Walden: What it will take to make Macon a music town

Special to The TelegraphJune 20, 2014 

It took a slightly strange and unapologetically hopeful resident who the world would ultimately know as Little Richard. That was soon to be combined with the guttural determination, 40-watt charm and unmatched talent of a beloved Otis Redding. Throw in the passion of Phil Walden, who dove headfirst into the world of black musicians during a time of deep segregation, which carried him like a rip tide to the weeping slide phenomenon we’d know as Duane Allman.

All of this was enveloped by the Ocmulgee River mist, said to be blessed by Macon’s original musicians-in-residence, the Creek Indians, who held the first flute chair before Confederate soldier, poet and Macon’s musical forefather Sidney Lanier shot to post-Civil War stardom well beyond his brief life.

I don’t believe we can ever top our past. But that doesn’t mean we shouldn’t embrace it.

Last week, I attended a session of the Art Matters symposium series hosted by the Macon Arts Alliance that focused on music and music criticism and featured the Drive-by Truckers’ Patterson Hood and Paste Editor Josh Jackson.

When asked what it takes for a town to have a music scene, the answer came quickly: musician retention.

“To have a music scene, you have to be a city where musicians go to hear each other play,” Jackson said.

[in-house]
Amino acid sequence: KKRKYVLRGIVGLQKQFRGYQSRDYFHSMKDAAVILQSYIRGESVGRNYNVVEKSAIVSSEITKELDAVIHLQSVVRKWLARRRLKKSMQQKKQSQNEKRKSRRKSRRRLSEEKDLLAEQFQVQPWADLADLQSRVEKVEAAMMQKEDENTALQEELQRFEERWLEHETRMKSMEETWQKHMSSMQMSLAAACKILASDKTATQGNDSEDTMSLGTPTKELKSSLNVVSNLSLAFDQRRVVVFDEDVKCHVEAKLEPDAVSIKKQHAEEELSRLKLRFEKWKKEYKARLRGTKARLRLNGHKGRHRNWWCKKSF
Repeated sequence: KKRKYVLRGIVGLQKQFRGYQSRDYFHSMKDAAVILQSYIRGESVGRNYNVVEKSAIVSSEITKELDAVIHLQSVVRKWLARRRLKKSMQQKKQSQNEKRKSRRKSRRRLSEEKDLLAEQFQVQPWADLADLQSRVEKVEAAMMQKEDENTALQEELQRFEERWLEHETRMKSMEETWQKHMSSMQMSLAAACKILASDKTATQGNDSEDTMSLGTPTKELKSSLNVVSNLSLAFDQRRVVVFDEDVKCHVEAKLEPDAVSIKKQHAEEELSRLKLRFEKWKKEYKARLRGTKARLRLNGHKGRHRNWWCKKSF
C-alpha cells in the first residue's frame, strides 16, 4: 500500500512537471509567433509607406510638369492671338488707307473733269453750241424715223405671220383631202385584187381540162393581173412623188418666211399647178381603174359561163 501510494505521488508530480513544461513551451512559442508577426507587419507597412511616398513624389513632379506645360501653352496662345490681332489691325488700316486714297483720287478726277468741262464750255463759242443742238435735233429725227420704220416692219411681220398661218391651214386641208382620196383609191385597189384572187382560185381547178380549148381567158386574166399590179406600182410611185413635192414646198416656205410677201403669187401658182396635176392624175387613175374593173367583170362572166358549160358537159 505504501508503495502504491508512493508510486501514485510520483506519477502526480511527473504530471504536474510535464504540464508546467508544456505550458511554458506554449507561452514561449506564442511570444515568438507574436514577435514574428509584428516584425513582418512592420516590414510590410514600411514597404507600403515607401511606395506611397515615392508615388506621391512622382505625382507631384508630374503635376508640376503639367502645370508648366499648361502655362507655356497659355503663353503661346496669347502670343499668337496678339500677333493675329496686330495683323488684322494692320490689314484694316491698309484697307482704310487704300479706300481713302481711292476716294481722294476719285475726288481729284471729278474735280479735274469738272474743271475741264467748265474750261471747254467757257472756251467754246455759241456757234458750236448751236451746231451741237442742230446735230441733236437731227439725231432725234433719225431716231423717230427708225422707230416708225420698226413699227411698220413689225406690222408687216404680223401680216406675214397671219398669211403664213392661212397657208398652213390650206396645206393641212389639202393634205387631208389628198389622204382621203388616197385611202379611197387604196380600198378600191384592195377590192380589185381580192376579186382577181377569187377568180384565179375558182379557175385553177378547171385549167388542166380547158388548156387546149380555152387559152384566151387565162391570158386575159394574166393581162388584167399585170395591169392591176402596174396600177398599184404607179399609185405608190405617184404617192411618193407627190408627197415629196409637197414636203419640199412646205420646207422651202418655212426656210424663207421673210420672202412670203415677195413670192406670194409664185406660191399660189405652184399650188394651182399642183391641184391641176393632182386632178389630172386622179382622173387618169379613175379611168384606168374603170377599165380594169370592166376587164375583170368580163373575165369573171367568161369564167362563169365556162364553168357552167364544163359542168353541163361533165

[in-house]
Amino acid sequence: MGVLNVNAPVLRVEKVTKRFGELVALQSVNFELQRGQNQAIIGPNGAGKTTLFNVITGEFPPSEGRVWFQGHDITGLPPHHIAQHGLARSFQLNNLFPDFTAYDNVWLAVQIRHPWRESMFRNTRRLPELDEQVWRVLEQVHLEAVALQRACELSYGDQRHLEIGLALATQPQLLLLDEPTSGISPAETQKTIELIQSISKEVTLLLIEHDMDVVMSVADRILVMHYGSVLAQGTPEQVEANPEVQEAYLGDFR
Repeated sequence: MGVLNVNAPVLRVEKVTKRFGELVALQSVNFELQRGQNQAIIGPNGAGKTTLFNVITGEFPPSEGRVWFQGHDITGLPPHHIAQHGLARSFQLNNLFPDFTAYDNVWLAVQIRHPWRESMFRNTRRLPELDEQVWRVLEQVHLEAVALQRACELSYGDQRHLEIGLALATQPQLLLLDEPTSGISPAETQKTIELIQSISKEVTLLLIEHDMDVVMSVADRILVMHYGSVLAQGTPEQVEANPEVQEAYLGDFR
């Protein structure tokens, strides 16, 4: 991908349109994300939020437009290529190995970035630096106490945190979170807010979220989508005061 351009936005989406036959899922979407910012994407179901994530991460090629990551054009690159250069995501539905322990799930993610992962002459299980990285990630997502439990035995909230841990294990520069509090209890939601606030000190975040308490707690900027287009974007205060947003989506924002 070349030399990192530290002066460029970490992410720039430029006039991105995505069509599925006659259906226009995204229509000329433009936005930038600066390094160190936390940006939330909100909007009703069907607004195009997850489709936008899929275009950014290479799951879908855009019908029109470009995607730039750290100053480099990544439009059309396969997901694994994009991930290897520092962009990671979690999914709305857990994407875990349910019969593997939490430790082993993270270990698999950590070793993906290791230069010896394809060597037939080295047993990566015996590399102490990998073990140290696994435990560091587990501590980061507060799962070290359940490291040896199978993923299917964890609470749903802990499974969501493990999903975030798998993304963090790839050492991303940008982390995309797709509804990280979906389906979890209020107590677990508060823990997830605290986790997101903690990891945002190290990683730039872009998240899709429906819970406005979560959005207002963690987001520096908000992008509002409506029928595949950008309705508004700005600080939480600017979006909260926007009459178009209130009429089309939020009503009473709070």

That was the scene Hood was seeking when he left Muscle Shoals, Alabama, and moved to Athens. Muscle Shoals was in a dry county. Musicians didn’t play outside their studio time. Hood wanted live music where not only he could play, but he could hear others any night of the week.

Exposure is among the “special things” they said are needed for music to matter in a city. Hood also added that hiring musicians and providing day jobs is another key. Multiple venues, cheap rent and musician networks also were listed as essentials.

I’ve sighed as I’ve seen some of our most promising local acts move to other cities with stronger scenes or disband all together in order to make a living.

If we don’t start realizing these artists are just as important of players in local economic development as the corporations we court with gusto, then we’re going to keep sending our kids away to other towns -- as well as our money that comes from ticket revenues, payrolls, taxes and all the other expenditures arts scenes enormously produce.

Later that evening, Hood performed an intimate concert in a historic College Street home as part of the Music Ambassadors program. The unique venue is known as the house “that Crisco built” and whose legendary guests included Tennessee Williams, who drew inspiration for “Cat on a Hot Tin Roof” while visiting.

“Y’all have got a lot of stories here in Macon,” said Hood later in the evening. “It’s certainly easy to be inspired.”

Inspiration, check. Now let’s get to work on the rest.

Jessica Walden is the director of communications for the College Hill Alliance and co-owner of Rock Candy Tours, a Macon music history tour company. Contact her at rockcandytours@gmail.com.

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